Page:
The offside rule, at times, can be the most talked point across football for many controversial reasons. It is a rule used to stop players from “goal-hanging” and so make a more skilful sport and most importantly, a more enjoyable one. 

What is Offside? | History behind the Rule

The offside rule was 1st introduced into football in 1883, but at this time the sport was a very different game to how it is now, it was a mix between Rugby and Football. It was around this time that assistant referees or linesmen were added into the sport. Their job is to watch the defensive line and when there is an offside, they raise their flag up to indicate it. 

The 1st law stated that no forward passes were to be made unless the ball was hit from behind the goal. In 1907, a new addition to the offside rule was added, meaning that you could not be offside in your own half. Teams in the early 1900’s adopted formations that would often leave no defensive players in their own half and so many people were getting caught offside in their own half, which slowed down the speed of the game dramatically and so this new rule helped the game significantly. 

About 20 years later, the Scottish FA changed the rule so that a player was considered offside unless two players of the opposing team are in front of him (includes goalkeeper). They tested this rule at a match at Highbury and concluded that this new rule would reduce stoppages, avoid refereeing errors, and improve the spectacle however, lots of people were opposed to this new law as they felt it unfairly gave an advantage to attackers. In the next couple of years, the number of goals scored in games on average hugely increased as teams had not adjusted correctly to this new system. In the 1st season, 4700 goals were scored in 1800 football league games and in the following season, this number rose to 6300 goals in the same number of games.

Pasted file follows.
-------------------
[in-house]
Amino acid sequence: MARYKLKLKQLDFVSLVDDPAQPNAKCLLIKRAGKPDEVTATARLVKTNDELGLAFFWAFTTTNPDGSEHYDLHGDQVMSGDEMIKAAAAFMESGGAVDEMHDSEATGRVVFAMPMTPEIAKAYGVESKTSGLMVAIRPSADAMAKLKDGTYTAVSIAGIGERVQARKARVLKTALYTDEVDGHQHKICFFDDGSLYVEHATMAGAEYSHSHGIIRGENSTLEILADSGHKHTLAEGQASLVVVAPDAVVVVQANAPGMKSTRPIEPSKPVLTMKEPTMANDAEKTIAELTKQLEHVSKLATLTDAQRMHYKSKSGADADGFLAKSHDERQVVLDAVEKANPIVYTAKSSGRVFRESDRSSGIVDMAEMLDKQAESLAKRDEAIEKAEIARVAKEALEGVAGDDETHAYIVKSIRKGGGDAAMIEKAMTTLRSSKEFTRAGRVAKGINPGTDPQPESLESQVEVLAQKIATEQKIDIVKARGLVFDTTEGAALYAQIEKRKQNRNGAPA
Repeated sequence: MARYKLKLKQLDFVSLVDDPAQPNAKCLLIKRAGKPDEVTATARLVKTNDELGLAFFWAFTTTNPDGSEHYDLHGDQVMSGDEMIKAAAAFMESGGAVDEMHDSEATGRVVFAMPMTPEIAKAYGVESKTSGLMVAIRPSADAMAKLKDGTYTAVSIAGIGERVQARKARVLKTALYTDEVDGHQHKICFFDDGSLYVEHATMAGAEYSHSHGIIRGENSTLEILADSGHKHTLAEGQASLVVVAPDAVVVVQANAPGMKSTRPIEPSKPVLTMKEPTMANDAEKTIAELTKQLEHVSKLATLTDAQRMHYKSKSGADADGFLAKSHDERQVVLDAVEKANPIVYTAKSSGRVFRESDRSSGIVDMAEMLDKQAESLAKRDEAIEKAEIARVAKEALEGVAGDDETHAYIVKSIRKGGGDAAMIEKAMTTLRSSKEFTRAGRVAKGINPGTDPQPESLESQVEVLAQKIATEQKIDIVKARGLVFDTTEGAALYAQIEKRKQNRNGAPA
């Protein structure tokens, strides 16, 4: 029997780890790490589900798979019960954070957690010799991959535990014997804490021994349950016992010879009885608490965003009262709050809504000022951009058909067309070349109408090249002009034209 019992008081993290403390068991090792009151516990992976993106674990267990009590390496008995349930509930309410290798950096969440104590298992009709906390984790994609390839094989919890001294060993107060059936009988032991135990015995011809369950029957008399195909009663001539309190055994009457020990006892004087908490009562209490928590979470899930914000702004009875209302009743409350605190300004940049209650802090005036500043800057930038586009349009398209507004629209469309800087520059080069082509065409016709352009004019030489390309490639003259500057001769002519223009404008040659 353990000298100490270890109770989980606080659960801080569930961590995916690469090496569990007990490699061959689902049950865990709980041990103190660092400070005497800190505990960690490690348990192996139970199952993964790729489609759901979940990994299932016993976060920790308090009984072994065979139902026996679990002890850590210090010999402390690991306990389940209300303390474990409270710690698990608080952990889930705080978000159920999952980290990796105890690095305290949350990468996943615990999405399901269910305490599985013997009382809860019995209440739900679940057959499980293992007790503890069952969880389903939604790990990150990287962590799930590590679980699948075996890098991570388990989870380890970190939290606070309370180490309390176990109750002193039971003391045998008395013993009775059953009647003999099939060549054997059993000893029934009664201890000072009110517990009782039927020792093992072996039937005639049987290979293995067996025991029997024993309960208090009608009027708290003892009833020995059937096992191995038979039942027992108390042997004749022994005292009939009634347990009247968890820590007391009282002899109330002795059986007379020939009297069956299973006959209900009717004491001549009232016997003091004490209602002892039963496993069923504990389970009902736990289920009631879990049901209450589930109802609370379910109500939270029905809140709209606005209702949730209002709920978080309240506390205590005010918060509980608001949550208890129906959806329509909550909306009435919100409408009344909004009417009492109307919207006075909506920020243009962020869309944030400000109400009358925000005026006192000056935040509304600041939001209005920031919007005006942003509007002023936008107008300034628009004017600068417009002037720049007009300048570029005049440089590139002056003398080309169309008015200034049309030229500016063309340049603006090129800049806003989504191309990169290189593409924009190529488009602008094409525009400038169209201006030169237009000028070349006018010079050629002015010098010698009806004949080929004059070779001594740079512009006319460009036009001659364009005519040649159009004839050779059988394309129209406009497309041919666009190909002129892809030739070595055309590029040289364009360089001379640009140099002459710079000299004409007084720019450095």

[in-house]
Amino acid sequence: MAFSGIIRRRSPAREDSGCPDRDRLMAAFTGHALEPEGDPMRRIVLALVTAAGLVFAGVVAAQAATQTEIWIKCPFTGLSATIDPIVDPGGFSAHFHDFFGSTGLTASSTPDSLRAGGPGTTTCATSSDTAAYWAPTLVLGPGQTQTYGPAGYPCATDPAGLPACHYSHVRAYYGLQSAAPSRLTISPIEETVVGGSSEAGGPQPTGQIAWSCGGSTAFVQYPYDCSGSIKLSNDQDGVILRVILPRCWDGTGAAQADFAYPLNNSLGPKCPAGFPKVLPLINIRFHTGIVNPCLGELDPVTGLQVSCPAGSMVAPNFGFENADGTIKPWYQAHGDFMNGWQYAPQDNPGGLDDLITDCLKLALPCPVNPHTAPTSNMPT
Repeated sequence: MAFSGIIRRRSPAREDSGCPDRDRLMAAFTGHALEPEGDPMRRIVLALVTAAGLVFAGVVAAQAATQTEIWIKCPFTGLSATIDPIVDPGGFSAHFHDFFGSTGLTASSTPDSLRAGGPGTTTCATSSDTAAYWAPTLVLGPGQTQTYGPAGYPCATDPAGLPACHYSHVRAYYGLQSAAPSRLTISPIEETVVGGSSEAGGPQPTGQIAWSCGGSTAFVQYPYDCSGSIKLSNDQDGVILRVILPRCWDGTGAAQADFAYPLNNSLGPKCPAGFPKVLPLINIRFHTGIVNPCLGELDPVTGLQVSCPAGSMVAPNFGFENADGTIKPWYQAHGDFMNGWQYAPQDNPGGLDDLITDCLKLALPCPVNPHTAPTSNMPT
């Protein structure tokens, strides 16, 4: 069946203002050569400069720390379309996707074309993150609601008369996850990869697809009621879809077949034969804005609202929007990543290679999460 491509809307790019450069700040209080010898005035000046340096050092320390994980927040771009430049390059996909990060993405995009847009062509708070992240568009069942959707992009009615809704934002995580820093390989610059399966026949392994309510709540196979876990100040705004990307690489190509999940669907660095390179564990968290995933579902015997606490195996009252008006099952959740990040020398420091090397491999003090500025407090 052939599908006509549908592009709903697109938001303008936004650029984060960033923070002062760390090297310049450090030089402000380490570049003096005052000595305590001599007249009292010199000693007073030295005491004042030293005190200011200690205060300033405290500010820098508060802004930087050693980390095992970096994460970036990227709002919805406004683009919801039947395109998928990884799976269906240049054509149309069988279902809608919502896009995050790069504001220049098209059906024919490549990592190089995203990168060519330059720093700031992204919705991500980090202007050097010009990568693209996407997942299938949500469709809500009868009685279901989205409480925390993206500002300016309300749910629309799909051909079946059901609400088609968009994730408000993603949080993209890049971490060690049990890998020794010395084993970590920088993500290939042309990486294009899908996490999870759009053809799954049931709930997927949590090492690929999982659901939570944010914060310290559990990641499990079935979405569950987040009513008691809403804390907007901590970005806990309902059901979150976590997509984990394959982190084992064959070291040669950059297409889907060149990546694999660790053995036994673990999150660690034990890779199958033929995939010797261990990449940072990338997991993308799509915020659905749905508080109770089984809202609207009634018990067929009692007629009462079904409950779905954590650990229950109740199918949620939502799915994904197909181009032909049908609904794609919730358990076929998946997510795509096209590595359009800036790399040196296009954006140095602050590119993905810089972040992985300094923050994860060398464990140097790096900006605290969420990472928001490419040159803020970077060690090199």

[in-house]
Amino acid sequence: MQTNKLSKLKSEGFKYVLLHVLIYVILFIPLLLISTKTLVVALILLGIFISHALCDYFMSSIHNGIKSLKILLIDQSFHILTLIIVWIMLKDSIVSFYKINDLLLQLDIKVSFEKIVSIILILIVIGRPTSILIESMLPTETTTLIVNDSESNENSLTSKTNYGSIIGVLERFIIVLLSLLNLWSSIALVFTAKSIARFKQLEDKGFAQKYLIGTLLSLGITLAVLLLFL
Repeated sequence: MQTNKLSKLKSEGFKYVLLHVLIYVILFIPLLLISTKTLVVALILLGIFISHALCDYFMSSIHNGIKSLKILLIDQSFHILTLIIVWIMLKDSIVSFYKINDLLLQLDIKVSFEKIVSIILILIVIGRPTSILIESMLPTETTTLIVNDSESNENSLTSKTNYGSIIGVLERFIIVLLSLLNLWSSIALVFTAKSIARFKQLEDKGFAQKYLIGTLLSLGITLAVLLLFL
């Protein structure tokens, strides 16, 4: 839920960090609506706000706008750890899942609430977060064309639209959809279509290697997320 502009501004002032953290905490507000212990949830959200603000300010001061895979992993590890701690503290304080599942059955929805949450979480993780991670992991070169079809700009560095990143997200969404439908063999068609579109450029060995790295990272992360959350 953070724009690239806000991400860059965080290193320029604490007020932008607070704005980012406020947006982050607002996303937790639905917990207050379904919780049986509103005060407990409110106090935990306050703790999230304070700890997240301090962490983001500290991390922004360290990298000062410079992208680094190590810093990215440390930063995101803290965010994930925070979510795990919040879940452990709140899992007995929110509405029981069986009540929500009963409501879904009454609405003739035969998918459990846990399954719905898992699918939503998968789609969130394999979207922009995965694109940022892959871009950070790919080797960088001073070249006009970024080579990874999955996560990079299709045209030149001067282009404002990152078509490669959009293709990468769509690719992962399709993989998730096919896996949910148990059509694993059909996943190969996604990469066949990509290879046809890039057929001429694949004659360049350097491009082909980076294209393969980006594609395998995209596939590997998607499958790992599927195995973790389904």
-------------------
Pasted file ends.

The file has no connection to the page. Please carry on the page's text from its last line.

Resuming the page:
The Modern Offside Rule

This rule stayed consistent for many years to come until 1990. The rule now stated that the attacker is onside if they are level with the 2nd last defender, where previously they would be considered as offside. This did reduce the amount of controversial decisions linesmen made. 2005 saw different parts of the body be considered whether an offside should be given or not and they concluded that the part of a player’s head, body or feet closest to the opposition goal line would be considered. The arms and hands are the only part of the body that are not considered to be “gaining an advantage”. In 2016, it was cleared up that a player on the halfway line itself cannot be offside. 

In the modern game of football, when a goal kick is being taken, it is impossible for a player to be offside and so the law is forgotten during that phase in play. This also goes for throw-ins as well, but before 1920, this did not apply and you could be offside on a throw in and also the same applies for corner kicks, however, the final type of set-piece, a free kick is different to the rest meaning that you can be offside from this situation.  

How to use the Offside Rule effectively? 

Over the recent years, teams have started more and more to try and use this rule to their own advantage. It used to be the case before this rule was implemented that strikers would stand near the goal and just wait to receive the ball, which abused the laws of the game and so it was changed. Now, teams’ defences try to use this so they can catch opposition attackers offside and so win free kicks, this is called an offside trap. It is a defensive manoeuvre where the defence moves forward in sync just before the ball is played to the attacker, causing him to be offside.